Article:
Born in Hamilton, Ontario in 1952, Douglas Clark studied at Ryerson Polytechnical Institute in Toronto from 1971 to 1974, later moving to Edmonton where he worked as an instructor of Photography at Grant MacEwan College (later Grant MacEwan University) in 1975. He worked as a consultant on photography at the Edmonton Art Gallery from 1976 to 1977 and as Curator of Photography there in 1978. In this position, he organized numerous historical and contemporary exhibitions of photographic work by important regional, national and international artists. His curatorial work helped foster the development of the Edmonton Art Gallery's fledgling photography program, which for a period during the seventies and eighties, provided lively encouragement to photographic art production in the region.
After leaving the Edmonton Art Gallery, Douglas Clark taught and lectured throughout Canada and Europe, including at the Fachberreich Gestalung (School of Art and Design) in Hamburg, Germany and at Ryerson Polytechnical University. His work was exhibited widely in numerous group and solo exhibitions, including at McMaster Museum of Art (Hamilton, Ont.), the Goethe Institute (Dusseldorf, Germany), the Kamloops Art Gallery, the Toronto Photographers Workshop, Presentation House (Vancouver, BC) and the Edmonton Art Gallery. He is represented in the collections of the Alberta Foundation for the Arts, The Canada Council Art Bank, The National Film Board of Canada, Stills Division, Vancouver's Contemporary Art Gallery and La Bibliothè national de Paris.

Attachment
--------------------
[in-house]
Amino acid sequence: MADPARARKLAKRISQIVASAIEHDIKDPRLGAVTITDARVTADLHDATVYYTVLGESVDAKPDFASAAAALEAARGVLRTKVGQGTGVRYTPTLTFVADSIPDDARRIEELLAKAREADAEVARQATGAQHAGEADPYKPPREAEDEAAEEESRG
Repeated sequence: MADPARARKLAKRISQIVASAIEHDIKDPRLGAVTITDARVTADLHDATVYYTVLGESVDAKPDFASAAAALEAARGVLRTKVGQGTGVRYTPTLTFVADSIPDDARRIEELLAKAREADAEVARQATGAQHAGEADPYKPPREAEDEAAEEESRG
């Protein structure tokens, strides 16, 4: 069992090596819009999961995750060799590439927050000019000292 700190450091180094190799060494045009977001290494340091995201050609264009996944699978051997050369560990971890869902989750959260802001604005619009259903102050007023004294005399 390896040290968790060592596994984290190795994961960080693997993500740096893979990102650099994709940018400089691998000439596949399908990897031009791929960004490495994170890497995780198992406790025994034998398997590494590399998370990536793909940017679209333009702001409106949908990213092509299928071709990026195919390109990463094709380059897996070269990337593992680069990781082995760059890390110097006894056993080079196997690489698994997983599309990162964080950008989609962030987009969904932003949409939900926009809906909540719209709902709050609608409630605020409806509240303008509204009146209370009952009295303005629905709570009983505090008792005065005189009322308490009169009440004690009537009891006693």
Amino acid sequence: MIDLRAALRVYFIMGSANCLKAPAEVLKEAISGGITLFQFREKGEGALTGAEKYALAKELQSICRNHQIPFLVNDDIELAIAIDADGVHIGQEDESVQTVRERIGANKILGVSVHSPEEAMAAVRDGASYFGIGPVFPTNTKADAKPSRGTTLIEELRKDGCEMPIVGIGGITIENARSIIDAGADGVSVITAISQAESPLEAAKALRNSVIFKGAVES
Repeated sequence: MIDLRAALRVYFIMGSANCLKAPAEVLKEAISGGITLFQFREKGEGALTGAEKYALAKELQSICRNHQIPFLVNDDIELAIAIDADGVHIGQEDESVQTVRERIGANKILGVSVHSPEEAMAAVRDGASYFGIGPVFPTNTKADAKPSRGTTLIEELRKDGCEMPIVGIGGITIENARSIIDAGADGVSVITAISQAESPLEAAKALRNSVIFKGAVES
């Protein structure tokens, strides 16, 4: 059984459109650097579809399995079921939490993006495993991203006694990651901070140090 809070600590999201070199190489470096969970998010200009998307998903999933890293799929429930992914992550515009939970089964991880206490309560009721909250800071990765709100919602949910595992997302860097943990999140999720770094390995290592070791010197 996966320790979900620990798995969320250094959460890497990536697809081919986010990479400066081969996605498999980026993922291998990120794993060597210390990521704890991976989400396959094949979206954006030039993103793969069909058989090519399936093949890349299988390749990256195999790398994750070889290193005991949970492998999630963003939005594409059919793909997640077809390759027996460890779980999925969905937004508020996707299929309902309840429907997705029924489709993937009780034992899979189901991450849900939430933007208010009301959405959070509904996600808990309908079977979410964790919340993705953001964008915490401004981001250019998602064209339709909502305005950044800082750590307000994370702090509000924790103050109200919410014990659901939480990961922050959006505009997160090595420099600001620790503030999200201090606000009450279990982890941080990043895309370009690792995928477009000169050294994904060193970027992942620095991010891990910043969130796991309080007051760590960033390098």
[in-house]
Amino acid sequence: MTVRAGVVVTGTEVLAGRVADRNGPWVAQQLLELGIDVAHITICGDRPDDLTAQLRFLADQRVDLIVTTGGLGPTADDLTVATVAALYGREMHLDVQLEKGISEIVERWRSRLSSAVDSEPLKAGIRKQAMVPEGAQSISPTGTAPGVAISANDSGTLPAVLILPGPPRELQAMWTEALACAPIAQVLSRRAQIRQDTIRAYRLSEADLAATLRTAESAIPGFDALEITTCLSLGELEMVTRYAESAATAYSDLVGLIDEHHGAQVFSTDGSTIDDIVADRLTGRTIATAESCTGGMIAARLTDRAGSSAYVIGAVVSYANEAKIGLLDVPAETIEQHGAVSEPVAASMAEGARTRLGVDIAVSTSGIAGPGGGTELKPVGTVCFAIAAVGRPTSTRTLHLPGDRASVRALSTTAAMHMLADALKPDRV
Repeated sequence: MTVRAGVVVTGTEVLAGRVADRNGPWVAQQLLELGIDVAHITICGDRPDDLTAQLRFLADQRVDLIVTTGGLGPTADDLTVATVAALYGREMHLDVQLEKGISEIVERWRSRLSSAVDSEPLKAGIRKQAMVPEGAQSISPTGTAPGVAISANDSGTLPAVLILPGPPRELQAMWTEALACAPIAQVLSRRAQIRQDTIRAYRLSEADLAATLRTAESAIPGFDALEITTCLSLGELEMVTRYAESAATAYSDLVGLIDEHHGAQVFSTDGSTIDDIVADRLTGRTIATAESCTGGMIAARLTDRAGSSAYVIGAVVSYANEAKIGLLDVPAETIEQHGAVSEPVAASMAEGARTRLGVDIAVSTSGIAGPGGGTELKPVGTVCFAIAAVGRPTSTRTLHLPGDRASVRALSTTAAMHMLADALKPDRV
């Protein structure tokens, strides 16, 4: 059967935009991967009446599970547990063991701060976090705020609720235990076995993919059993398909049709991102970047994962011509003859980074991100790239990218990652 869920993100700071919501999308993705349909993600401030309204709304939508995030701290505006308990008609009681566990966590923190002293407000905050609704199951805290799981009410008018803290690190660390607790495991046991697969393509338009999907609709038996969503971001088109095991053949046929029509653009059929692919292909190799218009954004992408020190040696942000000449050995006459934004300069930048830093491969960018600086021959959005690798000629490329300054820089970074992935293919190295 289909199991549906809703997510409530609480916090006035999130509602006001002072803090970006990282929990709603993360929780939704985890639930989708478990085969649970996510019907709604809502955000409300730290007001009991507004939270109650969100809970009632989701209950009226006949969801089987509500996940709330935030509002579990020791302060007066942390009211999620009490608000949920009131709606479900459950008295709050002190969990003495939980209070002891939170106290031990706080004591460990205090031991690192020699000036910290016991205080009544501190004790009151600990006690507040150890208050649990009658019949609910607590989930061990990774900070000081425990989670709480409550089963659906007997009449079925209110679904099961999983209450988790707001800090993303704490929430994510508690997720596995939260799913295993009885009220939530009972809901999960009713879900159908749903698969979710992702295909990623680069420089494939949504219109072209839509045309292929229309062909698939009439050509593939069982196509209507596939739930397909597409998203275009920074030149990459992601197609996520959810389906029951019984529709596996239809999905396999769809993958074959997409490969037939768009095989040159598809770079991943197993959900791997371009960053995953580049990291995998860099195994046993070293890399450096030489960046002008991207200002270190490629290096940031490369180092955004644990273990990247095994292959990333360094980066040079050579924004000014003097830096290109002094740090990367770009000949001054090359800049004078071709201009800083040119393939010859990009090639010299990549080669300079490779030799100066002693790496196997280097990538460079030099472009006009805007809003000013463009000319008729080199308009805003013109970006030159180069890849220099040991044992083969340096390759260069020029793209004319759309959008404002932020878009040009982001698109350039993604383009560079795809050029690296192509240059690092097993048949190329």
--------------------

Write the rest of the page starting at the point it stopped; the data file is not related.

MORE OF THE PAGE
Douglas Clark established his reputation in the seventies with beautifully nuanced black and white images that documented the urban and rural landscapes of Western Canada. He later turned to colour photography and began creating images of tableau arrangements that expressed aspects of his own world, things that he had collected or seen, or that held personal meaning. Examples of these were included in the series “Articles of Faith,” which later became the subject of a book of the same name.